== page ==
In this case, Allaah had the verse removed from the Qur’aan and its recitation stopped without replacing the law. This type of naskh is also uncommon, though not as uncommon as the first form. Among the few examples of this type is the verse on stoning the adulterers, which was reported by ‘Umar ibn al-Khattaab, the second Caliph.

“If the elder man and woman commit adultery, stone them absolutely.”

This verse is not in the final form of the Qur’aan which the Prophet () left, but  the  law  of  stoning  the  adulterer  to  death  was  applied  by  the  Prophet  () himself on a number of occasions and is well recorded in hadeeth. It was also the practice of all the Rightly-Guided Caliphs after him.

3. Naskh of the Law Alone, Not the Verse

This is the most common form of naskh, whereby a law contained in a verse is annulled by a new law in a new verse, but the old verse is left  in the Qur’aan.  A clear example of this form of the abrogation of the law in the following verse:

“For those among you who die and leave behind wives, the bequest instruction for your wives is that they be looked after (from your wealth) for a year without being expelled (from their dwellings).”

This verse was superseded by a later verse which stated,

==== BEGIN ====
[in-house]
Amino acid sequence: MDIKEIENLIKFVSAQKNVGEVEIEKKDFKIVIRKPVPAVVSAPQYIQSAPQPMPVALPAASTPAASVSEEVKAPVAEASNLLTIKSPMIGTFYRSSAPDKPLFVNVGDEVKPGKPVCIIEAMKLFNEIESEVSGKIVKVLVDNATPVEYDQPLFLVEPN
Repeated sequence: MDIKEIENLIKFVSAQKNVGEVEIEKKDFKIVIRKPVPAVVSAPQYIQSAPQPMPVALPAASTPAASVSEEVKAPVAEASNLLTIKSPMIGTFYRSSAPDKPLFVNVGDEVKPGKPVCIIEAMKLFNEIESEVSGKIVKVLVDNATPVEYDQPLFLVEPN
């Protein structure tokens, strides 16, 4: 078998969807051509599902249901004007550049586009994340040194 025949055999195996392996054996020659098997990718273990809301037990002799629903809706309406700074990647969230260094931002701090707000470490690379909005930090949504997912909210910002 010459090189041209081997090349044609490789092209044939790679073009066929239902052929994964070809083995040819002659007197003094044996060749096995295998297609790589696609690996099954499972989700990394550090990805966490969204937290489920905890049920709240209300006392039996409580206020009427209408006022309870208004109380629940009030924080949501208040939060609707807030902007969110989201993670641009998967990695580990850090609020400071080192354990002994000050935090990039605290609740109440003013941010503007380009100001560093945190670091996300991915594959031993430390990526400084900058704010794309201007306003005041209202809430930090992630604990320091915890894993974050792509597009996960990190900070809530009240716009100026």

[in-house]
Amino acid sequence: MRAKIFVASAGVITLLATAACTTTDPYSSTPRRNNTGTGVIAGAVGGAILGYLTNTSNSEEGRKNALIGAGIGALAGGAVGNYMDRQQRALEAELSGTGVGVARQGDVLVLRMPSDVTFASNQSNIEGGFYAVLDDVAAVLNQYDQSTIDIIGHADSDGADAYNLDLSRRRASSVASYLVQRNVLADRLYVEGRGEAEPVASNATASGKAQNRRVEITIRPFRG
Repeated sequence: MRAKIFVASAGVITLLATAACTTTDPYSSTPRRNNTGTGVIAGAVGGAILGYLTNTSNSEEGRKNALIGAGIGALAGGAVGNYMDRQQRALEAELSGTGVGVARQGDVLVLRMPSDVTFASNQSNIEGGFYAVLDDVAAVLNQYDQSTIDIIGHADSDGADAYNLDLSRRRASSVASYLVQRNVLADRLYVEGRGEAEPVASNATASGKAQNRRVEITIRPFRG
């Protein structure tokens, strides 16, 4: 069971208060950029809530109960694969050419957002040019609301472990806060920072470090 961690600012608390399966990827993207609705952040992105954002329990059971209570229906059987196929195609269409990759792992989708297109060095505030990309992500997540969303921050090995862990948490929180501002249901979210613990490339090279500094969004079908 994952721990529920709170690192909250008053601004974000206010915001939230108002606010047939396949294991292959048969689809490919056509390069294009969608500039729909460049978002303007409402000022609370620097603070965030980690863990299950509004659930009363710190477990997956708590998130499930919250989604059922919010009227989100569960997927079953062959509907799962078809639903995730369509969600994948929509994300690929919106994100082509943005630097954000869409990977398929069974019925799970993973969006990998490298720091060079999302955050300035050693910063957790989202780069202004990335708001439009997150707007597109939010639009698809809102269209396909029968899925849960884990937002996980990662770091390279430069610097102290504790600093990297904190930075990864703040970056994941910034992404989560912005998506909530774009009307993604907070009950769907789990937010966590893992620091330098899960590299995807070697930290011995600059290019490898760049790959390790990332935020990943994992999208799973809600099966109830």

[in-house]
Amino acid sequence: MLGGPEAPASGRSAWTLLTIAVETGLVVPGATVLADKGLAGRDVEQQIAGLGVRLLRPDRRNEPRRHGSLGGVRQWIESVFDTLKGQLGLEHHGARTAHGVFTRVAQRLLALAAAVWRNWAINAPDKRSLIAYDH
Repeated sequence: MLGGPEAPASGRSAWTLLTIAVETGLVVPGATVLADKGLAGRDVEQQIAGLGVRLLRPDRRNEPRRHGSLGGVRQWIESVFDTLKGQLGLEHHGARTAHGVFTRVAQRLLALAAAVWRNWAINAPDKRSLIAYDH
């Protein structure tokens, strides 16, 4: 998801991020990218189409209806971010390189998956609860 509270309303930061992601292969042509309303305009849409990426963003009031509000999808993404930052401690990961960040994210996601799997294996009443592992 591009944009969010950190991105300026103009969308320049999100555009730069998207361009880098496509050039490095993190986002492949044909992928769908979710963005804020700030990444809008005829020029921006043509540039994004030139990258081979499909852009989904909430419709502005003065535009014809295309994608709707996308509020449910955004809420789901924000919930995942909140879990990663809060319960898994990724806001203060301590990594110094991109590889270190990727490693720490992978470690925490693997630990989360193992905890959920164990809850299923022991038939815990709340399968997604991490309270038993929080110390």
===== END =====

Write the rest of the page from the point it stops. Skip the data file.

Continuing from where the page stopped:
“For those among you who die and leave behind wives, let them (the wives) stay by themselves for four months and ten days (i.e., without remarrying).”


When a law was repealed, it was replaced by another law or not replaced at all. In the cases when it was replaced, the new law may either be less difficult, of similar difficulty, or more difficult. Thus, there are exactly four ways in which a law may be annulled with respect to its replacement.

1.Naskh Without Replacement

An example of this type was the repeal of sadaqah (a charitable gift for the poor) before private consultations with the Prophet (r).   Allaah commanded the believers as follows:

“O you who believe! If you wish to consult the Messenger in private, you should give some charity before your private consultation.”

Later, He released them from the obligation, saying,

“Are you afraid to give sums of charity before your private consultations? If then you do not do so and Allaah forgives you, you should establish regular prayer, pay zakaah and obey Allaah and His Messenger.

2. Naskh by an Easier Law

This type of naskh occurred in relation to the laws of fasting. Ibn ‘Umar reported that when the following verse was revealed: